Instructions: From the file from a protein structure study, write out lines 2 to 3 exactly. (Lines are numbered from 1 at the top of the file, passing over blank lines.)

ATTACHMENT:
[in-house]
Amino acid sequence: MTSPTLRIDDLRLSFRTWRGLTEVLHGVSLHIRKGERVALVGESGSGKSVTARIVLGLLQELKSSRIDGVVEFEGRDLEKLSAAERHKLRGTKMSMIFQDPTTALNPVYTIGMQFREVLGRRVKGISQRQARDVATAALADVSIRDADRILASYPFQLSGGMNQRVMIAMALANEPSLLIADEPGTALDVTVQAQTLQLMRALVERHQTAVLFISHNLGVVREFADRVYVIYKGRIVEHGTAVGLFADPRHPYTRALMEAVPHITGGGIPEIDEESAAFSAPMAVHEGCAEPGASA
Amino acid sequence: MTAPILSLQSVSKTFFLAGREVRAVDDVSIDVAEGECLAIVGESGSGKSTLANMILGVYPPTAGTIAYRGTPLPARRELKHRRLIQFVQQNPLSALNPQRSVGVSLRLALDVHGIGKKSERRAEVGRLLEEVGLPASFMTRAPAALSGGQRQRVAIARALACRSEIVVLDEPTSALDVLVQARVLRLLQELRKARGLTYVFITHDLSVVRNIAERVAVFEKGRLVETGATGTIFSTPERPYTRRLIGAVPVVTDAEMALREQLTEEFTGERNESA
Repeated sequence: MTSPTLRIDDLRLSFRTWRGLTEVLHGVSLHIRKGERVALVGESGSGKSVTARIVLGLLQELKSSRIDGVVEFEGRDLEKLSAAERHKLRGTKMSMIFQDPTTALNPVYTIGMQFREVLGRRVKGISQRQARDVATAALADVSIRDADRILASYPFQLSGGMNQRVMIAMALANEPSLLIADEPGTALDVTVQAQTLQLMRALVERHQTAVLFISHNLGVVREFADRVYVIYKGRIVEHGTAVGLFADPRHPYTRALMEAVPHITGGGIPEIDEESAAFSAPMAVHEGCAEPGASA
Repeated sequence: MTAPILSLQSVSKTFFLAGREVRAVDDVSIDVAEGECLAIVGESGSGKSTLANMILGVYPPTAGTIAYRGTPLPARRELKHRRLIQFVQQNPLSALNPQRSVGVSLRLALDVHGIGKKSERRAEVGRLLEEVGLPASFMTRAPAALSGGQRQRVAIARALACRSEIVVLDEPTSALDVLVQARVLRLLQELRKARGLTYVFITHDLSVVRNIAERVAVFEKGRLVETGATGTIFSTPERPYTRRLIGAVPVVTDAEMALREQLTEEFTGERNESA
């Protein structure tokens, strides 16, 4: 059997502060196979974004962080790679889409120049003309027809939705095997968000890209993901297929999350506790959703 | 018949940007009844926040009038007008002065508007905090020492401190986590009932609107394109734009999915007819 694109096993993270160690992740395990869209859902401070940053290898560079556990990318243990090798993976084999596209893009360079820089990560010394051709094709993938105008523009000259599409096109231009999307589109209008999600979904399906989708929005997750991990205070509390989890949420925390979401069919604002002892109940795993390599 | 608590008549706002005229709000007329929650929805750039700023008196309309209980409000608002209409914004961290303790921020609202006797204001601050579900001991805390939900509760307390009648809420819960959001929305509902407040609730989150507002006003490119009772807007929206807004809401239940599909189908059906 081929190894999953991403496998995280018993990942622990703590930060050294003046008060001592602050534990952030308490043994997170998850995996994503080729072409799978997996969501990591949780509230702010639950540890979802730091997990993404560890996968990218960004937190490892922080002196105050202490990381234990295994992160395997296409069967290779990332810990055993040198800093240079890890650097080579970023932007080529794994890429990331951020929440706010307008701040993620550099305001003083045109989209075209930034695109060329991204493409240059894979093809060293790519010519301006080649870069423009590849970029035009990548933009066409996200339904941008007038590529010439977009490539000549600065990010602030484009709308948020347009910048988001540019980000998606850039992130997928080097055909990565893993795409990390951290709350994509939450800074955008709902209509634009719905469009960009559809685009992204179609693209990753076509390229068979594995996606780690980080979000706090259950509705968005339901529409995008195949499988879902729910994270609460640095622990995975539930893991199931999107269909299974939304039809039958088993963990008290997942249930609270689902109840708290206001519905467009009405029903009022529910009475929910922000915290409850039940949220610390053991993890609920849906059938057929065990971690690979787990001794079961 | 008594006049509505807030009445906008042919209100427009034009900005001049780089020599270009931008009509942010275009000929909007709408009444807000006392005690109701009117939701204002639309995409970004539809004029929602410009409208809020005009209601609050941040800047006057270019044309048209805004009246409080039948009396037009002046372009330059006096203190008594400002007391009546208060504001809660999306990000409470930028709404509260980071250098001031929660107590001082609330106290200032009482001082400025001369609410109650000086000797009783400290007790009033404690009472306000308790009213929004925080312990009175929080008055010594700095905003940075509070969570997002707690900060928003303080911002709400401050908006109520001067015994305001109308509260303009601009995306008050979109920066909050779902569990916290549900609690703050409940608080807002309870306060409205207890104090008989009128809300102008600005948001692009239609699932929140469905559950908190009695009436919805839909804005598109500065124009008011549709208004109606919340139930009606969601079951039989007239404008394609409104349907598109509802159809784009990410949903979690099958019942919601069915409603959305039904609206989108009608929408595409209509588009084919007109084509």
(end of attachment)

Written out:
Amino acid sequence: MTSPTLRIDDLRLSFRTWRGLTEVLHGVSLHIRKGERVALVGESGSGKSVTARIVLGLLQELKSSRIDGVVEFEGRDLEKLSAAERHKLRGTKMSMIFQDPTTALNPVYTIGMQFREVLGRRVKGISQRQARDVATAALADVSIRDADRILASYPFQLSGGMNQRVMIAMALANEPSLLIADEPGTALDVTVQAQTLQLMRALVERHQTAVLFISHNLGVVREFADRVYVIYKGRIVEHGTAVGLFADPRHPYTRALMEAVPHITGGGIPEIDEESAAFSAPMAVHEGCAEPGASA
Amino acid sequence: MTAPILSLQSVSKTFFLAGREVRAVDDVSIDVAEGECLAIVGESGSGKSTLANMILGVYPPTAGTIAYRGTPLPARRELKHRRLIQFVQQNPLSALNPQRSVGVSLRLALDVHGIGKKSERRAEVGRLLEEVGLPASFMTRAPAALSGGQRQRVAIARALACRSEIVVLDEPTSALDVLVQARVLRLLQELRKARGLTYVFITHDLSVVRNIAERVAVFEKGRLVETGATGTIFSTPERPYTRRLIGAVPVVTDAEMALREQLTEEFTGERNESA